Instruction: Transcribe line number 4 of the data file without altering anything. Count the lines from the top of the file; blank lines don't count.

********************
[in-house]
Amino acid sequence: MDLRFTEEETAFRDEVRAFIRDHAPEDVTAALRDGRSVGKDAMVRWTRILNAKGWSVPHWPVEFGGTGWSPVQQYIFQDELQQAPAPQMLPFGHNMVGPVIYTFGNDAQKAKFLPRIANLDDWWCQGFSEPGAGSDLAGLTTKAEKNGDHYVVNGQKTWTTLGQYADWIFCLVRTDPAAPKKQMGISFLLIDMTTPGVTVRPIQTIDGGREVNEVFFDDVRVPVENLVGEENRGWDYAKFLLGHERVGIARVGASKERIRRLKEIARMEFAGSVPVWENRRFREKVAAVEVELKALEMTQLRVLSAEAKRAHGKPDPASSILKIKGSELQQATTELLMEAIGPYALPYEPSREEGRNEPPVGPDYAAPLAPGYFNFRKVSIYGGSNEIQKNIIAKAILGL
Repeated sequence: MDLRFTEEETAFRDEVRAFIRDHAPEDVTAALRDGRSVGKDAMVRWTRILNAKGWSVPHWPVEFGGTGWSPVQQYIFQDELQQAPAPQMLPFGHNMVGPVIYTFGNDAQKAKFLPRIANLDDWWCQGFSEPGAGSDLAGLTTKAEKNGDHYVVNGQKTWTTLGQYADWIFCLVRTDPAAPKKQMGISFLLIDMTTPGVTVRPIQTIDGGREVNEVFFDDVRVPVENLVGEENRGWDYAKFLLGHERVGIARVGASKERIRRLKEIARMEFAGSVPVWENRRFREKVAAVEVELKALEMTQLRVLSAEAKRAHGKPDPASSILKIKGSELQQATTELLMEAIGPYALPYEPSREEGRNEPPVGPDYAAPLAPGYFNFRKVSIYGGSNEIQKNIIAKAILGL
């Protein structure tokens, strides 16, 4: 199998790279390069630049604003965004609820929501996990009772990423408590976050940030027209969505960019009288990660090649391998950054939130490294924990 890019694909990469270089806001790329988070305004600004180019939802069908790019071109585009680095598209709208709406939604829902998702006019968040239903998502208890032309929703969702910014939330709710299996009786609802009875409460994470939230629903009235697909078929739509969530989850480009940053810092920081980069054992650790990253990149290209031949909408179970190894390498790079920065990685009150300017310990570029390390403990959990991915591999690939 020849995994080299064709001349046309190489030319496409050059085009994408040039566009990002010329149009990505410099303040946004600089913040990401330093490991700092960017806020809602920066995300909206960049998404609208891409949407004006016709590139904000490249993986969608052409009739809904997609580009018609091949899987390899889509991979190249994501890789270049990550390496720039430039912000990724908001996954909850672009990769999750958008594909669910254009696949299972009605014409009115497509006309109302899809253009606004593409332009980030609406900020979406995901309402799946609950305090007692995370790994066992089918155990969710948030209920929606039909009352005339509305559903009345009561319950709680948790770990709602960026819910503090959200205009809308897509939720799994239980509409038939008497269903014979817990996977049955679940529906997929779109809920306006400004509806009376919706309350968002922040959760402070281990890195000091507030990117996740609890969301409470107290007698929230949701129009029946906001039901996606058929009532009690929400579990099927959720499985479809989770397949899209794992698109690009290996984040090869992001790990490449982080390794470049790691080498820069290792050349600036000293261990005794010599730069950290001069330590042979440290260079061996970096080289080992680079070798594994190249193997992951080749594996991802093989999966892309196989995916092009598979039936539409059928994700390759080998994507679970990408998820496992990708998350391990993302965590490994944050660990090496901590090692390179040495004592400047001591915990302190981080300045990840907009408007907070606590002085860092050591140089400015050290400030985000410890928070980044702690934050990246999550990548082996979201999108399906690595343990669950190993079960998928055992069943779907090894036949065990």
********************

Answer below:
């Protein structure tokens, strides 16, 4: 199998790279390069630049604003965004609820929501996990009772990423408590976050940030027209969505960019009288990660090649391998950054939130490294924990 890019694909990469270089806001790329988070305004600004180019939802069908790019071109585009680095598209709208709406939604829902998702006019968040239903998502208890032309929703969702910014939330709710299996009786609802009875409460994470939230629903009235697909078929739509969530989850480009940053810092920081980069054992650790990253990149290209031949909408179970190894390498790079920065990685009150300017310990570029390390403990959990991915591999690939 020849995994080299064709001349046309190489030319496409050059085009994408040039566009990002010329149009990505410099303040946004600089913040990401330093490991700092960017806020809602920066995300909206960049998404609208891409949407004006016709590139904000490249993986969608052409009739809904997609580009018609091949899987390899889509991979190249994501890789270049990550390496720039430039912000990724908001996954909850672009990769999750958008594909669910254009696949299972009605014409009115497509006309109302899809253009606004593409332009980030609406900020979406995901309402799946609950305090007692995370790994066992089918155990969710948030209920929606039909009352005339509305559903009345009561319950709680948790770990709602960026819910503090959200205009809308897509939720799994239980509409038939008497269903014979817990996977049955679940529906997929779109809920306006400004509806009376919706309350968002922040959760402070281990890195000091507030990117996740609890969301409470107290007698929230949701129009029946906001039901996606058929009532009690929400579990099927959720499985479809989770397949899209794992698109690009290996984040090869992001790990490449982080390794470049790691080498820069290792050349600036000293261990005794010599730069950290001069330590042979440290260079061996970096080289080992680079070798594994190249193997992951080749594996991802093989999966892309196989995916092009598979039936539409059928994700390759080998994507679970990408998820496992990708998350391990993302965590490994944050660990090496901590090692390179040495004592400047001591915990302190981080300045990840907009408007907070606590002085860092050591140089400015050290400030985000410890928070980044702690934050990246999550990548082996979201999108399906690595343990669950190993079960998928055992069943779907090894036949065990």